Director: Bruce Vigar
Screenplay: Bruce Vigar
Year: 2021
Duration: 94mins
Country: UK
BBFC Certification: E

For most people, documentaries probably aren’t their go to choice when it comes to deciding what to watch on a Saturday night. Which, if we are being honest, is a shame because when they are done well, they can be just as thrilling, emotional, hilarious and illuminating as anything narrative cinema can offer. 

Of course, a lot of this depends on the subject matter. It is always refreshing when what can seem dry and odd on paper (a man befriending an Octopus, say) turns out to be Oscar winning emotional rollercoaster (My Octopus Teacher). Equallyit is incredibly frustrating when what should be great documentary material (say, a new look at The Blitz) is turned into something dry, dull and poorly made.

The Blitz itself should need no introduction. The German bombing raids that devastated London and other UK industrial cities during the Second World War has long been engrained upon the national consciousness. Yet the Blitz’s iconography, such as sleeping in Underground stations, the dome of St. Paul’s standing defiant against the flames of the burning city, or the term ‘Blitz Spirit’ being rolled out any time a member of the British public smiles in the face of adversity, has arguably become so dominant and prevalent as to dilute the actual experience of what it was actually like to live through The Blitz itself. 

Released to coincide with the 80th anniversary  (specifically the anniversary of the end of the first round of German bombing raids that concluded in May 1941) The Blitz 80th Anniversary is a new documentary that purports to offer a new insight into how ordinary people managed to survive, along with never before seen archive footage and powerful interviews from those who experienced it. What The Blitz 80th Anniversary turns out to be is a dull, confused slog through a regurgitation of familiar facts delivered with as much thrill and pathos as secondary school educational video.

Things start off badly through an strangely undramatic opening that throws the audience straight into a potted history of the Battle of Britain with barely a pause for breath. The start of The Blitz itself (named Black Saturday) is slotted in almost as footnote. This is unfortunately emblematic for everything that follows. The documentary lunches from topic to topic almost at random, where information is thrown at the viewer in a scattergun approach that makes the narrative unfocused and confusing. A clear, chronological history of The Blitz this most certainly is not.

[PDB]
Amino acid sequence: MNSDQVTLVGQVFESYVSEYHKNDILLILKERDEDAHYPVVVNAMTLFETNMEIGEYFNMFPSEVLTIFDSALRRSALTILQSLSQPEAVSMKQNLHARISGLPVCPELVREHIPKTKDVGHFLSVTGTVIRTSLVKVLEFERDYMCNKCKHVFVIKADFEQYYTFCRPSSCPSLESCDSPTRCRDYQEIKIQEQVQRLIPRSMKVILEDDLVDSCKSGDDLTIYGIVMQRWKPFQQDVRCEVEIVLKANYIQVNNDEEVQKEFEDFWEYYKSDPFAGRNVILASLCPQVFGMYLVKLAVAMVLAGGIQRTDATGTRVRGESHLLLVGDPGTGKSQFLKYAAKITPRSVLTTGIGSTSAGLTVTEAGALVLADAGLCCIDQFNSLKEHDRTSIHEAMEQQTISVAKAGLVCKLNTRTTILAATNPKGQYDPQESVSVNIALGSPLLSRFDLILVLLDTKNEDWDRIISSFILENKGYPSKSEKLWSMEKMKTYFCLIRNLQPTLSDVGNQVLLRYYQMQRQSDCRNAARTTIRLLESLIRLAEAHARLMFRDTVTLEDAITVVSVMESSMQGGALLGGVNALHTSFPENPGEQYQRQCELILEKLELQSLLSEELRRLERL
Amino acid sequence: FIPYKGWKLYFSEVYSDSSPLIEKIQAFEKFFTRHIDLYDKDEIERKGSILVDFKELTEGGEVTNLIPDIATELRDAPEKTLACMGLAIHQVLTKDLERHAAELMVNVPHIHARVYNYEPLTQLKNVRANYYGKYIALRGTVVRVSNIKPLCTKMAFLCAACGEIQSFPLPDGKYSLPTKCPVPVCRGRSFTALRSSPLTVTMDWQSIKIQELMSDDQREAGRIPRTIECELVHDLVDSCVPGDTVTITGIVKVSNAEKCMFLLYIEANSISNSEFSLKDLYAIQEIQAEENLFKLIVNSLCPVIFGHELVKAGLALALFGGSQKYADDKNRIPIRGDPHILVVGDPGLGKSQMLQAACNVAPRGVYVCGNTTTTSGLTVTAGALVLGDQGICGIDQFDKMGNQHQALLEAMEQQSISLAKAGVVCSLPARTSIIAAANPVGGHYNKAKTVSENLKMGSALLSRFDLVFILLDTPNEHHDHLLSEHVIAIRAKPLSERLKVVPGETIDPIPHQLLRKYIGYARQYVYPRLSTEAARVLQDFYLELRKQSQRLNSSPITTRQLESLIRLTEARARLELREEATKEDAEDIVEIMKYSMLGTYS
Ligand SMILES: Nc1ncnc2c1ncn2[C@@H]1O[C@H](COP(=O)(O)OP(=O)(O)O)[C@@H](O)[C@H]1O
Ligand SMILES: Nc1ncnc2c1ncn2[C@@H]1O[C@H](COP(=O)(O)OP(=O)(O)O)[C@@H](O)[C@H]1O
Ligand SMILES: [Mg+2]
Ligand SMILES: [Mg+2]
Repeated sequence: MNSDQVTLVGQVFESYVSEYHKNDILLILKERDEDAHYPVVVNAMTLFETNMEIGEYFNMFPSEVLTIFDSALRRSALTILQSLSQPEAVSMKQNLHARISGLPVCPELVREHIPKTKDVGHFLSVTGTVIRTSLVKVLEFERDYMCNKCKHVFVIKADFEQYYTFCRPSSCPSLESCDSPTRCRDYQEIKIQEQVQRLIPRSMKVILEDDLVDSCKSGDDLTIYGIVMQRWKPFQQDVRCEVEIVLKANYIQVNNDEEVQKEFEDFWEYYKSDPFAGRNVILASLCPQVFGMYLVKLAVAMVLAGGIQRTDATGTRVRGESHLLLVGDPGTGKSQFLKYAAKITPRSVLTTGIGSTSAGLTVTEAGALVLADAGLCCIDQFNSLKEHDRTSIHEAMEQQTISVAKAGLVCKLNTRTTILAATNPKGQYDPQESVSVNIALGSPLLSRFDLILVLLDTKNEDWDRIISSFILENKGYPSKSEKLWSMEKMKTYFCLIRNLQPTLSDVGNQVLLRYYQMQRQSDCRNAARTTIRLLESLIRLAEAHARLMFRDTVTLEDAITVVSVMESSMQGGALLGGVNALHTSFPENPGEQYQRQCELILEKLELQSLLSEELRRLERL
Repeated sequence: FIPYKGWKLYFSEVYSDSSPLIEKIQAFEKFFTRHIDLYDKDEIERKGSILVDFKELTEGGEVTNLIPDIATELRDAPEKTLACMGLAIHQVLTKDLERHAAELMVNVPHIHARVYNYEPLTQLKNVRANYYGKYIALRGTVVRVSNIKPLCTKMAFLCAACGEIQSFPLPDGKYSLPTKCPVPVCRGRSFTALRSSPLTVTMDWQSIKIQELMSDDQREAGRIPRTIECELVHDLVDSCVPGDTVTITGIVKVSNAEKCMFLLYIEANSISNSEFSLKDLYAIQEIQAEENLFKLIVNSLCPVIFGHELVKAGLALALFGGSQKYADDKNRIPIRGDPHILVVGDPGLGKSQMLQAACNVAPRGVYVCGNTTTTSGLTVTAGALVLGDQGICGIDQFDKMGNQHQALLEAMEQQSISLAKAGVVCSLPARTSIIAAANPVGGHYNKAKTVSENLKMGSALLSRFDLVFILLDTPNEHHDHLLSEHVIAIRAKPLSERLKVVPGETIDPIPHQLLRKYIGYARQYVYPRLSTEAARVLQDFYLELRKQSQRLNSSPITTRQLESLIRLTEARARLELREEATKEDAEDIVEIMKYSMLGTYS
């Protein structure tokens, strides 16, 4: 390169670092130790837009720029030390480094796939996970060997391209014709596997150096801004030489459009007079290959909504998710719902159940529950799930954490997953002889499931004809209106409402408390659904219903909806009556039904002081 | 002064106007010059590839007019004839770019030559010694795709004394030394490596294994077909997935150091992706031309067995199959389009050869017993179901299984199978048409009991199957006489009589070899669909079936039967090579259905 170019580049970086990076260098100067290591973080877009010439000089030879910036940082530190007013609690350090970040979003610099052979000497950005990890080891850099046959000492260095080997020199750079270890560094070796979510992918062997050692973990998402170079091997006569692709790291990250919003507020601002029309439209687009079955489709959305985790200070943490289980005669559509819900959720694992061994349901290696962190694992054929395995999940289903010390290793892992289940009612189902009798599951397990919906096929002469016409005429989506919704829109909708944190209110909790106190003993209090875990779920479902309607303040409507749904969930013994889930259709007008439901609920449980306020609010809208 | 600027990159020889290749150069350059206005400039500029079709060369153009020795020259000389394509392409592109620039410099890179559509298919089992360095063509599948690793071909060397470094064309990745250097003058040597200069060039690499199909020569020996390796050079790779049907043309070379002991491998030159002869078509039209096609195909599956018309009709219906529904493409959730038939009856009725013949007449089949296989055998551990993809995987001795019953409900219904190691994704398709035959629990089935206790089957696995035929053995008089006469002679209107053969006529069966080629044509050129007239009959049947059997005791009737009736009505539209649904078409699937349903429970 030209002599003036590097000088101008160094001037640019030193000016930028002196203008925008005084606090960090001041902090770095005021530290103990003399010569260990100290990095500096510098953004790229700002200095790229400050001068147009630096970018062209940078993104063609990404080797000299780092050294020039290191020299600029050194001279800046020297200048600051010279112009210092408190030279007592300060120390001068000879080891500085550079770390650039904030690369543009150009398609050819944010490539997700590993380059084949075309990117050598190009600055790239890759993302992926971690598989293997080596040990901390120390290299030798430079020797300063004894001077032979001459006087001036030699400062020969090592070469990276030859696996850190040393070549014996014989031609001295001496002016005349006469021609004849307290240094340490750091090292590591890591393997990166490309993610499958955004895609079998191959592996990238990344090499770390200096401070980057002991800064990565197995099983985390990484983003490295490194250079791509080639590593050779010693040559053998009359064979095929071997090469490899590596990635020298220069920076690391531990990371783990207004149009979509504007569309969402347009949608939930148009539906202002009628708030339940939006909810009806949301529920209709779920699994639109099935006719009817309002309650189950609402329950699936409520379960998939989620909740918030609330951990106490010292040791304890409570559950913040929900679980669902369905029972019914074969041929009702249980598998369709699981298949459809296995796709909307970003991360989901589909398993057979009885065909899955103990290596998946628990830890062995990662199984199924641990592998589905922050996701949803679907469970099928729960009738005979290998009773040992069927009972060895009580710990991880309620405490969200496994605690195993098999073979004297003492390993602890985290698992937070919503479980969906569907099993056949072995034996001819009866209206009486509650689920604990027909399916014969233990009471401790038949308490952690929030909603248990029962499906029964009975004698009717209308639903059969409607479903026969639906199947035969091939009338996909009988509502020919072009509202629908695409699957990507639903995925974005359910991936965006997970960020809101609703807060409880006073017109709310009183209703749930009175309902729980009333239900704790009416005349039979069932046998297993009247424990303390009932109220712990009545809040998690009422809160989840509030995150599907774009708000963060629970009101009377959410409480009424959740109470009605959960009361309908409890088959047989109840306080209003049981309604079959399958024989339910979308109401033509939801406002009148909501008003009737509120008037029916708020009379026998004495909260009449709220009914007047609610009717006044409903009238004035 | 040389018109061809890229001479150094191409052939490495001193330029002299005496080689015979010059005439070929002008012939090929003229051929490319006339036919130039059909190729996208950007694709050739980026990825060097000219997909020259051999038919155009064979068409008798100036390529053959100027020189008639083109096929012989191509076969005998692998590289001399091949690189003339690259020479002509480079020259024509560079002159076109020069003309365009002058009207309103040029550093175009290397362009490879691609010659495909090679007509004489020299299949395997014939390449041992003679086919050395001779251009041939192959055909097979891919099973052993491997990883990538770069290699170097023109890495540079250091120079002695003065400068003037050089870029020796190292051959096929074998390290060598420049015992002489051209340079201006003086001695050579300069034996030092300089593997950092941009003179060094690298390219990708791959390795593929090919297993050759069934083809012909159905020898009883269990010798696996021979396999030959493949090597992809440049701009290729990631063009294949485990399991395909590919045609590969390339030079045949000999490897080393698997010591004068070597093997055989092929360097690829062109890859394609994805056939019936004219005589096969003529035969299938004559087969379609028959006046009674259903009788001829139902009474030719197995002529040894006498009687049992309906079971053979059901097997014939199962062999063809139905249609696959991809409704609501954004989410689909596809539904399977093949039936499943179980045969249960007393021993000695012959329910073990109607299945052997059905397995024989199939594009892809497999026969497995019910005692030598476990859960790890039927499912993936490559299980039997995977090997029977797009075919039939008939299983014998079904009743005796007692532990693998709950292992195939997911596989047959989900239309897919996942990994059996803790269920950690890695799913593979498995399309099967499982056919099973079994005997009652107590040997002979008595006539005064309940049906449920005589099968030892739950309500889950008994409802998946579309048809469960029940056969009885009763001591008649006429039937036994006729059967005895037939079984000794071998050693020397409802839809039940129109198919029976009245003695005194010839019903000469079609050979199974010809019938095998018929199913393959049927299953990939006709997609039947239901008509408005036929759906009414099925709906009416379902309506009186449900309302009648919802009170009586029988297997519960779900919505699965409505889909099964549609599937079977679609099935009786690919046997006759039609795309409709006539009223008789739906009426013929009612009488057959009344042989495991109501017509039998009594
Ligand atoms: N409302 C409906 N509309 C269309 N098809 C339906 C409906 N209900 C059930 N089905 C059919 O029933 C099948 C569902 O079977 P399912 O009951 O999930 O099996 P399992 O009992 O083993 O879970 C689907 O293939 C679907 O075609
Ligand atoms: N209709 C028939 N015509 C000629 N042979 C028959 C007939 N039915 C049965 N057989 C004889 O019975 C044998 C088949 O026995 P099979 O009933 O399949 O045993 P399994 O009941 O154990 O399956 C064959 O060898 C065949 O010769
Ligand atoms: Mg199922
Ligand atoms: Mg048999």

Things aren’t helped at all by the cheap production values and at times bizarre editorial choices. At one point, despite being about an event that happened in London eighty years ago, the film illustrates a piece of voiceover with low quality helicopter footage of modern London that looks like it was cobbled together from B-Roll footage taken from The Apprentice. Bad library music hovers under harrowing archive footage that only serves to cheapen things even further and, most egregious of all, the film even appears unfinished at points. After one interview the music suddenly cuts out with no warning and at times the sound mix lurches so dramatically in volume as to drown out the voiceover and interviewees.   

 

It has to be said that there is a certain degree of interest to be gleaned from the interviews. The archive footage (I have no idea what is meant to be new) is of course fascinating but, if you have seen any other number of World War Two documentaries or films, it feels incredibly familiar.

If you are interested in The Blitz as a subject, please, please watch episodes four and fifteen (Alone and Home Fires) of the seminal 1970s television series The World at War or Humphrey Jennings’ still stunning contemporary documentary Fires Were Started instead. 

Lacking gravitas, production values or almost any redeeming features save the interviews and archive footage, The Blitz 80th Anniversary is poorly thought out and put together, at times coming across as little better than a dated video designed to bore high school students into submission. As one of the most devastating and pivotal events to occur in Britain in the last one hundred years, The Blitz deserved a far better commemoration that this.

The Blitz 80th Anniversary is released on DVD and Digital on the 10th May 2021. 

The Blitz 80th Anniversary
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